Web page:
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Wed Jan 16, 2013, 09:53 PM

Online courses need human element to educate

http://www.cnn.com/2013/01/15/opinion/rushkoff-moocs/index.html?iref=allsearch



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First off, subjects tend to be conveyed best in what might be considered their native environments. Computers might not be the best place to simulate a live philosophy seminar, but they are terrific places to teach people how to use and program computers.

Second, and just as important, computers should not require the humans using them to become more robotic. I recently read an account from an online lecturer about how -- unlike in a real classroom -- he had to deliver his online video lectures according to a rigid script, where every action was choreographed. To communicate effectively online, he needed to stop thinking and living in the moment. That's not teaching; it's animatronics.

Online learning needs to cater to human users. A real instructor should not simply dump data on a person, as in a scripted video, but engage with students, consider their responses and offer individualized challenges.

The good, living teacher probes the way students think and offers counterexamples that open pathways. With the benefit of a perfect memory of student's past responses, a computer lesson should also be able to identify some of these patterns and offer up novel challenges at the right time. "How might Marx have responded to that suggestion, Joe?"

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Reply Online courses need human element to educate (Original post)
Starry Messenger Jan 2013 OP
Iris Jan 2013 #1
Starry Messenger Jan 2013 #2
Igel Jan 2013 #3

Response to Starry Messenger (Original post)

Wed Jan 16, 2013, 10:10 PM

1. Call David Horowitz. He said "Marx"!!!!! n/t

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Response to Iris (Reply #1)

Wed Jan 16, 2013, 10:15 PM

2. LOL.

That's probably why right-wingers really want to replace teachers with animatronics. Every so often one of us pops off with teh "M-word!"

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Response to Starry Messenger (Original post)

Thu Jan 17, 2013, 11:14 PM

3. And sometimes the human element has to be on the receiving end.

It's why it's a generally bad idea for anything below college.

I've been videoing my content presentations. It's a bear, because I haven't scripted them.

No script = leave stuff out, repeat stuff, mis-emphasize stuff, waste the viewer's time. You got 10 minutes for what you have to say, you don't have time to screw around, lose your train of thought or, even worse, explore a tangent. Do those things and you spend three times the amount of time recording and 5x the amount of time editing. To produce what a script would have said.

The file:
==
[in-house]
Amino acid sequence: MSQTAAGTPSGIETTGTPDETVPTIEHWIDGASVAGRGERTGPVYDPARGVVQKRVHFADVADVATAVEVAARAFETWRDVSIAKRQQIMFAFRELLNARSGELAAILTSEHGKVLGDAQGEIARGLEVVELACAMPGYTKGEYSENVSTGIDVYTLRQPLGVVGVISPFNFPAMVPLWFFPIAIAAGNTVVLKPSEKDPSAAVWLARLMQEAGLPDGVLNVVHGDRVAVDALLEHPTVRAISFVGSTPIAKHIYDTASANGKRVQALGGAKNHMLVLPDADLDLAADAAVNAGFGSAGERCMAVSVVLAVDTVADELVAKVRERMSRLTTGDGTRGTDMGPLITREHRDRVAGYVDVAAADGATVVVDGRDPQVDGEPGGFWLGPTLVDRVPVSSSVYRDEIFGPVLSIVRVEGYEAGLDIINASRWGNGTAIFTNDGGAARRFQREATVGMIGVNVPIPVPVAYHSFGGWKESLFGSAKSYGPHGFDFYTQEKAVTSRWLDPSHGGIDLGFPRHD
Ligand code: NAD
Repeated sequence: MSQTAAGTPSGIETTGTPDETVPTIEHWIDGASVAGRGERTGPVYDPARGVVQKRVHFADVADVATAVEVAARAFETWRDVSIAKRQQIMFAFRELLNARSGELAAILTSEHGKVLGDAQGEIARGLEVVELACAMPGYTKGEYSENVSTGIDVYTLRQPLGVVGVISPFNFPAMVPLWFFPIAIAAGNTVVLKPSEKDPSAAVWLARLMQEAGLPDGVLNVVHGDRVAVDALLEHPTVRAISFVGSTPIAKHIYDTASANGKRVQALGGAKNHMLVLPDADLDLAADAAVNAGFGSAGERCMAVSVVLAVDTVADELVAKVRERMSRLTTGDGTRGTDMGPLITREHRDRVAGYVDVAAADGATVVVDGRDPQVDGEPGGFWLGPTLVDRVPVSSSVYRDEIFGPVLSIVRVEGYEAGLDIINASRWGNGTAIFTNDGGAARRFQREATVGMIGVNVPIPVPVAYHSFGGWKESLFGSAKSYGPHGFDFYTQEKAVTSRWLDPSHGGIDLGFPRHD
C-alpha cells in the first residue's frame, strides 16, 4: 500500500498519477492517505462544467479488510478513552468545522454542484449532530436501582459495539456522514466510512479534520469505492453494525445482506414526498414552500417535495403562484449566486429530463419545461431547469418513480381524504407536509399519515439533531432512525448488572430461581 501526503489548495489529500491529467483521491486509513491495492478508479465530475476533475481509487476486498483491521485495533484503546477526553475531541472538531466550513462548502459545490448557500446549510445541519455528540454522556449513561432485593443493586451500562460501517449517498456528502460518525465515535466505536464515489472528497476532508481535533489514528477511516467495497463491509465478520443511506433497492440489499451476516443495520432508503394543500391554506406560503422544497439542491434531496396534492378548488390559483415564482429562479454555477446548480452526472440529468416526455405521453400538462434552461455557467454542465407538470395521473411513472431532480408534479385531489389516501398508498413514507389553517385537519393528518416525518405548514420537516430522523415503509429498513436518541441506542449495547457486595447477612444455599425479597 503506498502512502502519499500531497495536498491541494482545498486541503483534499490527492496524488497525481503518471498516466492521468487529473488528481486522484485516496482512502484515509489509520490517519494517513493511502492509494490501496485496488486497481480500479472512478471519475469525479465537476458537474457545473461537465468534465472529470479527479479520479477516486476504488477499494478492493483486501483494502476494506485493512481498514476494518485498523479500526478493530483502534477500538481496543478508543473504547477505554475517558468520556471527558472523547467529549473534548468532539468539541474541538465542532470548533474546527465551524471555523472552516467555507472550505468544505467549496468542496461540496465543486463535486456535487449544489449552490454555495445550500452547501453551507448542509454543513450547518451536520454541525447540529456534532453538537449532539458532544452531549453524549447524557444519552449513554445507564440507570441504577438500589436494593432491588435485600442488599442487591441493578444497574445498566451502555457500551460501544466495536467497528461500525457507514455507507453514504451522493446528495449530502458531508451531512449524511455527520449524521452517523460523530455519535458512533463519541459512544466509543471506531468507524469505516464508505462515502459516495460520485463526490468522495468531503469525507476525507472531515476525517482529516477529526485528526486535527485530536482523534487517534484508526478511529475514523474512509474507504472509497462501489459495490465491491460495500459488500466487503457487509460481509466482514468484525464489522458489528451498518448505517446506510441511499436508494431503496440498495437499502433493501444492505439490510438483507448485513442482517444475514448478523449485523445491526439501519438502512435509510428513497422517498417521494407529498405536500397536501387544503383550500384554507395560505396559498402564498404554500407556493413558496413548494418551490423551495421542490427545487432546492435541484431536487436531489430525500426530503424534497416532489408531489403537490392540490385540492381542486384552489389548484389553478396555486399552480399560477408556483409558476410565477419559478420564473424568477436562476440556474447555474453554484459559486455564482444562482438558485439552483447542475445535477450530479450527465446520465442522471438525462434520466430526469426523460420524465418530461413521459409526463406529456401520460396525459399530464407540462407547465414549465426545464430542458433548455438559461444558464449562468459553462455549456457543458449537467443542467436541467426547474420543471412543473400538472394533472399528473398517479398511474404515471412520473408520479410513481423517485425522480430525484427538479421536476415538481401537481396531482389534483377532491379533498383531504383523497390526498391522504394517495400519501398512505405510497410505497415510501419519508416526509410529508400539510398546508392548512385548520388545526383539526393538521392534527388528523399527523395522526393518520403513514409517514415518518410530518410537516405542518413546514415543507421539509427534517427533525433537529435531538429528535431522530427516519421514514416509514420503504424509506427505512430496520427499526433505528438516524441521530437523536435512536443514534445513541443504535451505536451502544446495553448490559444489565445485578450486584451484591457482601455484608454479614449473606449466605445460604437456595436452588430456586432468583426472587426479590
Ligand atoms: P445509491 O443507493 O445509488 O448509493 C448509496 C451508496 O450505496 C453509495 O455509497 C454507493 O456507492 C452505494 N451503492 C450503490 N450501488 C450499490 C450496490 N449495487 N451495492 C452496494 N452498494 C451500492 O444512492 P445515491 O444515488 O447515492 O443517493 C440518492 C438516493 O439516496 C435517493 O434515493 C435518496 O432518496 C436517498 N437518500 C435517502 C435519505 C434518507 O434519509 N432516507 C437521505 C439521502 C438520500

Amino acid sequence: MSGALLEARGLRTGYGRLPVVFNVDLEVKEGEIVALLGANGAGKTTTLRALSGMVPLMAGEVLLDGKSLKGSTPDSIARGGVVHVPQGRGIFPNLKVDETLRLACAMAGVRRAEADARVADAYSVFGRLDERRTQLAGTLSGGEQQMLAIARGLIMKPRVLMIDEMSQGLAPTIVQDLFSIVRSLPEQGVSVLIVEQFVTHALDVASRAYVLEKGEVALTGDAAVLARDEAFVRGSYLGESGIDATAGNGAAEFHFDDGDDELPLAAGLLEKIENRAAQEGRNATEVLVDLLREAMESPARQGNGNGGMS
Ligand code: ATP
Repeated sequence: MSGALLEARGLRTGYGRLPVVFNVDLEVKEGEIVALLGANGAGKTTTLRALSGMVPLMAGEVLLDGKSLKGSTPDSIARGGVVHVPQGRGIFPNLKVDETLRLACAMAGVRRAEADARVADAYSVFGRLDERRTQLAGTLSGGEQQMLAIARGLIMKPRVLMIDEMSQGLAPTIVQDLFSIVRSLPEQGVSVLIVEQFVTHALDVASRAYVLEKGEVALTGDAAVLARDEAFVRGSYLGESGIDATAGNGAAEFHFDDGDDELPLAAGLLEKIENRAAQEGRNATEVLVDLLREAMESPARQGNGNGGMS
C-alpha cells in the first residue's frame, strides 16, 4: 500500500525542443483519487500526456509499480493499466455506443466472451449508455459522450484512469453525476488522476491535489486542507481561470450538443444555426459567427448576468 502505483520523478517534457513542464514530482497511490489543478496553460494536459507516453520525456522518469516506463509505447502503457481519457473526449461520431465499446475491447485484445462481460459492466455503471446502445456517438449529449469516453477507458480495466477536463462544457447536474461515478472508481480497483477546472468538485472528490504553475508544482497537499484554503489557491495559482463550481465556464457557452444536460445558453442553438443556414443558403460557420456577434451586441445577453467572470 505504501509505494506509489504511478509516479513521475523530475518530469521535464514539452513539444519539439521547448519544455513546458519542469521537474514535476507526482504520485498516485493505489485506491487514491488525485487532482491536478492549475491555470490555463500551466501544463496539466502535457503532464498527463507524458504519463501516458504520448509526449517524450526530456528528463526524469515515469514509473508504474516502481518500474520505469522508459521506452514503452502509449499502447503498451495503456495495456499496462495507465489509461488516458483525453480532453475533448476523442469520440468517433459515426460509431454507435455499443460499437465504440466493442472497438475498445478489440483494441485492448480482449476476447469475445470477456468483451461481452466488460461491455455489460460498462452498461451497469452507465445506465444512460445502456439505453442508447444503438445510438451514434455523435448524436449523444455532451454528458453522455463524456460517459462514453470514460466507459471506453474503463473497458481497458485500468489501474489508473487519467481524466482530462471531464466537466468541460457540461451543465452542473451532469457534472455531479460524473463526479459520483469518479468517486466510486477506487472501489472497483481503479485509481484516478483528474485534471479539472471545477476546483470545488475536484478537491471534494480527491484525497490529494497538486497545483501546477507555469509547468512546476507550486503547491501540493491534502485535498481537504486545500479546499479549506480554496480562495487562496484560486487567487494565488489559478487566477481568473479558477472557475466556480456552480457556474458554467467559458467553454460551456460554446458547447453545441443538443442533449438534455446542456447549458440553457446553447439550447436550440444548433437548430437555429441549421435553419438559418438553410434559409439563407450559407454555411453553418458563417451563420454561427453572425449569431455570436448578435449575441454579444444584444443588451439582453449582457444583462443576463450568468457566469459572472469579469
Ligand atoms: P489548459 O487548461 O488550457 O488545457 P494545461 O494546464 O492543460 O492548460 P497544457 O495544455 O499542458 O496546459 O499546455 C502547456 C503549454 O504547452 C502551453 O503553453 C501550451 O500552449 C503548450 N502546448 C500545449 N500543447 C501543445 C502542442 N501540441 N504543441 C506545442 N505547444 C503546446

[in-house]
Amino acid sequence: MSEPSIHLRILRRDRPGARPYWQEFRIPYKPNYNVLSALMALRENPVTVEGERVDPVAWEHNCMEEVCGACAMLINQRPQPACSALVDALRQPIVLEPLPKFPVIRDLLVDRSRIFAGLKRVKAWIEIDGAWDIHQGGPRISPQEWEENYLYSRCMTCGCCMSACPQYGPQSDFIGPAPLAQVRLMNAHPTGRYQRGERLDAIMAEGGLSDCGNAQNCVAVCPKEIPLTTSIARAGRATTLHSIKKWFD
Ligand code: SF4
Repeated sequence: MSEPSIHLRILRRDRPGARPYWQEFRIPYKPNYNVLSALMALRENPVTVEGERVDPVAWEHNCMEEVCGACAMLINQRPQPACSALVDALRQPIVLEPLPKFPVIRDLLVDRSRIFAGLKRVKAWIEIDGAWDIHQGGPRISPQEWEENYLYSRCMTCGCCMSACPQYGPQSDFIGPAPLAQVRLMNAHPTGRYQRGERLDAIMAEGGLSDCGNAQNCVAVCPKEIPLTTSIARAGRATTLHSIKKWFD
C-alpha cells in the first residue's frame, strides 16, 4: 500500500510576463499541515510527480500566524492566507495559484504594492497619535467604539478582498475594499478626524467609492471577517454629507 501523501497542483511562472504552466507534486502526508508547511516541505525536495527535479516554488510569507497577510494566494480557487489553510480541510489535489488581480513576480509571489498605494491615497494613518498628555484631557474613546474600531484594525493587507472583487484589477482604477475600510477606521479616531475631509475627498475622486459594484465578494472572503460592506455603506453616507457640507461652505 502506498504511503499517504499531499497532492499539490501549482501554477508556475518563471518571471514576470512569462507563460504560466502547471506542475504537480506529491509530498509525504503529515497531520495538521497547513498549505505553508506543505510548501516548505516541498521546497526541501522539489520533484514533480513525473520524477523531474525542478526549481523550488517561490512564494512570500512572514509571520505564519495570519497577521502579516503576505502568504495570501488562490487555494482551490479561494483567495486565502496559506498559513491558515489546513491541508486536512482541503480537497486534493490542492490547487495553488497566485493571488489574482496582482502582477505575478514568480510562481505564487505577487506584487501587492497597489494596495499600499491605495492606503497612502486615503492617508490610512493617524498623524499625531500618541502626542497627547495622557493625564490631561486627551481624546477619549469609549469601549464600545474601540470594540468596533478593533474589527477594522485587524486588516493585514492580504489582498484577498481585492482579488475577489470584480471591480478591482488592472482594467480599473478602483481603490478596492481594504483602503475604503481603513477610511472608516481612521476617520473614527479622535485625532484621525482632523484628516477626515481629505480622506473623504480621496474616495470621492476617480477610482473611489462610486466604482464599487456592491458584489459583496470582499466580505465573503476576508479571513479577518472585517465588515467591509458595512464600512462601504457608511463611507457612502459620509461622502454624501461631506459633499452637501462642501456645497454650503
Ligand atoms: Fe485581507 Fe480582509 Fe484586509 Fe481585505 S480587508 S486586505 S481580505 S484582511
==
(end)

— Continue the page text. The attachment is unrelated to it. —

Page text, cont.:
Downside of script: You just read it and it becomes rather less than just boring.

Downside of videoing: You can't consider questions, engage with students knowing anything about them, and follow up with questions or tailor your presentation to their interests.

Upside of videoing: You don't have to be there, you can shove the content presentation out of the classroom and put questions and practice and projects in the classroom. This is a novel, cutting-edge idea. Of course, it's just what they used to do when I was in school in the late '60s and '70s. Now instead of "read pages 78 through 93 and answer questions 1, 3, 4, and 5"--knowing that if you have questions you can ask them and that reading those 16 pages isn't the end of learning the material--you get a video.

In fact, most of the upsides and downsides are precisely the same that we used to have when we had *real* teachers and used, well, books. Online prepackaged-only courses are like ICS and other correspondence school courses. The online courses I've taken have been a lot more like the self-paced college courses I had in the late '70s. You read, you do practice, and if you have questions then you interact with a real person. Then if the enrollment's small it work--but if there are 200 students, then it's like interacting with the lecturer in a hall with 199 students.

The problems with this haven't changed. Good students have learned to engage with the material, to issue their own challenges and do all the stuff that Ruskhoff says teachers should do. Bad students resist engaging with the material, responding to teacher-issued challenges, and see as pointless all the stuff that Rushkoff says teachers should do. Those that really benefit from having teachers are the mediocre and the gifted. The mediocre, because they want to engage and respond to challenges, but can't do it on their own and can't come up with challenges, and the gifted because they push the teacher into areas that the course wouldn't usually include.

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